Indexed on: 24 Mar '06Published on: 24 Mar '06Published in: Biodiversity and Conservation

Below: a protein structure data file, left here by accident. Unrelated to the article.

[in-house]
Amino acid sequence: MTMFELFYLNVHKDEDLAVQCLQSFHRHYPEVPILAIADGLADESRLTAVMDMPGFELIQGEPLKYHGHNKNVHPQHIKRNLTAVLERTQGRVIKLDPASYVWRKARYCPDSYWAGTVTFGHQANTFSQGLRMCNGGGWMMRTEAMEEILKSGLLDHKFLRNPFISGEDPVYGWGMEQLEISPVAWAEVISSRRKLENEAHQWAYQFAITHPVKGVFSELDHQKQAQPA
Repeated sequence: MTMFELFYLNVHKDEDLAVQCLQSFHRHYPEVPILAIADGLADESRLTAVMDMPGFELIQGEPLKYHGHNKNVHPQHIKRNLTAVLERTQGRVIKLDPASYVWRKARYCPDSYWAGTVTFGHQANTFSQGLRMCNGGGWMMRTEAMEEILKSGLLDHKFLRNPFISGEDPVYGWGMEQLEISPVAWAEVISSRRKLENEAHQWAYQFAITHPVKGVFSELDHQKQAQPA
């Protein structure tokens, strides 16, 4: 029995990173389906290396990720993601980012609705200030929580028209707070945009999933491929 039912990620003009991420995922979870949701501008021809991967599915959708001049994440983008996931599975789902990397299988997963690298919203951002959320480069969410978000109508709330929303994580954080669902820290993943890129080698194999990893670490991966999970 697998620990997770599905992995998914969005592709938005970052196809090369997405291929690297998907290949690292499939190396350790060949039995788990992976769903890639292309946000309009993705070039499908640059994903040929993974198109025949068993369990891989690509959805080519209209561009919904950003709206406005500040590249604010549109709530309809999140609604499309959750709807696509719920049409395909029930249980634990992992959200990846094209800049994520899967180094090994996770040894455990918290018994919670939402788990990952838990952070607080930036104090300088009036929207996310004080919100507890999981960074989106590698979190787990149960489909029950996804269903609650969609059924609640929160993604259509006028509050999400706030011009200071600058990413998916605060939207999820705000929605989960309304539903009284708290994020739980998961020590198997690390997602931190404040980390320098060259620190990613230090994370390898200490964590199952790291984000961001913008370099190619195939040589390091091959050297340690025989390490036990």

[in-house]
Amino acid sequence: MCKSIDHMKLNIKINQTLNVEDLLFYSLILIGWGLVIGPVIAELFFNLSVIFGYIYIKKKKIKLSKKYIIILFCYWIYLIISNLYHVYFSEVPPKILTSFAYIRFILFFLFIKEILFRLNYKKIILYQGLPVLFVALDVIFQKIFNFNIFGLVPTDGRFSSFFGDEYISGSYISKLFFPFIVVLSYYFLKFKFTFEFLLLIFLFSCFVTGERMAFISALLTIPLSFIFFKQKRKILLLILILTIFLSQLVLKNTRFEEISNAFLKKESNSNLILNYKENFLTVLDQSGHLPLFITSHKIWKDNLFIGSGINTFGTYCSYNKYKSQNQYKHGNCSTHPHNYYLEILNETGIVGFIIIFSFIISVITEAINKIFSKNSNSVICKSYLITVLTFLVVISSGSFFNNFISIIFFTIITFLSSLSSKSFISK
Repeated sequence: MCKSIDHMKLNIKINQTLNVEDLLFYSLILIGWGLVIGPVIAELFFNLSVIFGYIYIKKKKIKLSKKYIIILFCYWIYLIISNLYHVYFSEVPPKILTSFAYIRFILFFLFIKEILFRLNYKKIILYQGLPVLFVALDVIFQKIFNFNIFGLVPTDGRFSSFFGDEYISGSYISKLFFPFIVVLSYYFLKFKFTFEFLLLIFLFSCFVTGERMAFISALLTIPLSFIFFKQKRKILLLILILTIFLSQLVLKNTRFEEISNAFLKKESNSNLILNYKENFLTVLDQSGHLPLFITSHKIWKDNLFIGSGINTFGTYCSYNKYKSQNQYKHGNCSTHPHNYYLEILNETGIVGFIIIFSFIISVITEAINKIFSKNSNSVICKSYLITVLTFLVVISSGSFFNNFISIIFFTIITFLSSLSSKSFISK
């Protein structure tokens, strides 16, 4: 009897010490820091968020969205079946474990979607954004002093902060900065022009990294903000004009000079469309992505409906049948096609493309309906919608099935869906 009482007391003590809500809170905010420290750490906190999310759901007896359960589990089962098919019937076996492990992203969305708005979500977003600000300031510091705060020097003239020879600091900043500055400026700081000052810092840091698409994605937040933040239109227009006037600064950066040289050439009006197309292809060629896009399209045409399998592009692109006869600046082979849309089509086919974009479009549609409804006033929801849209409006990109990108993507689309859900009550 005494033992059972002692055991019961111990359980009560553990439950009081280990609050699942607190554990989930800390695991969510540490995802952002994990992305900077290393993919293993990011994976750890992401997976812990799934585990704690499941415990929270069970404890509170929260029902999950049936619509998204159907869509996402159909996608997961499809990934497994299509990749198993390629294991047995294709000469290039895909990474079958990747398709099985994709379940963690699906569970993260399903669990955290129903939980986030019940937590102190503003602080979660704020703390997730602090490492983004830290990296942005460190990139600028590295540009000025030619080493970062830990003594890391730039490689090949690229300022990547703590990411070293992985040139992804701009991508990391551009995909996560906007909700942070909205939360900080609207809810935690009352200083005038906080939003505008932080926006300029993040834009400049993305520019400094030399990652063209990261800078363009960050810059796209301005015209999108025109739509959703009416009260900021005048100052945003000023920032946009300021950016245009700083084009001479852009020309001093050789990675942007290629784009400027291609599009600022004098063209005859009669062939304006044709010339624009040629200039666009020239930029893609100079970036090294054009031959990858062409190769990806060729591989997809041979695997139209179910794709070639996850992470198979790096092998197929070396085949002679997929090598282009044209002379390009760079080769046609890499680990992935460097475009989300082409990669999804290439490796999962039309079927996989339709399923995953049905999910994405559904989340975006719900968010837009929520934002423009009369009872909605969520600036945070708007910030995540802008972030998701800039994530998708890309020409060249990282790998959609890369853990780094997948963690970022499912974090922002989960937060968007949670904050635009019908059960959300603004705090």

Burning shrub and grassland communities often leads to increases in plant production and nutritional quality that benefit herbivores, resulting in increased herbivore use of burned areas. Increased use has been ascribed more specifically to changes in plant community structure, community composition and diversity, nutritional quality, and seasonal availability. These hypotheses can be evaluated more precisely if changes in plant communities following burning are monitored concurrently with changes in herbivore use, especially in longer-term studies. From 1988 to 1999, we examined responses of elk (Cervus elaphus) following prescribed burning of areas burned in 1984 and 1988 that had been formerly dominated by mountain big sagebrush (Artemisia tridentata ssp. vaseyana) in south-central Montana (USA), with concurrent monitoring of changes in plant production, nutritional quality, and community composition. Elk made increased use of burned sites up to 15 years after burning. Burning transformed big sagebrush-dominated communities into native herbaceous communities that persisted for 15 years without sagebrush reinvasion. Forage biomass and protein content remained higher on burned sites for 15 years, although differences were not significant in every year and declined as time elapsed after burning. Forage production, forage protein, and elk use were temporally correlated, suggesting the possibility that grazing by elk might have contributed to persistence of elevated plant production and protein levels on burned sites.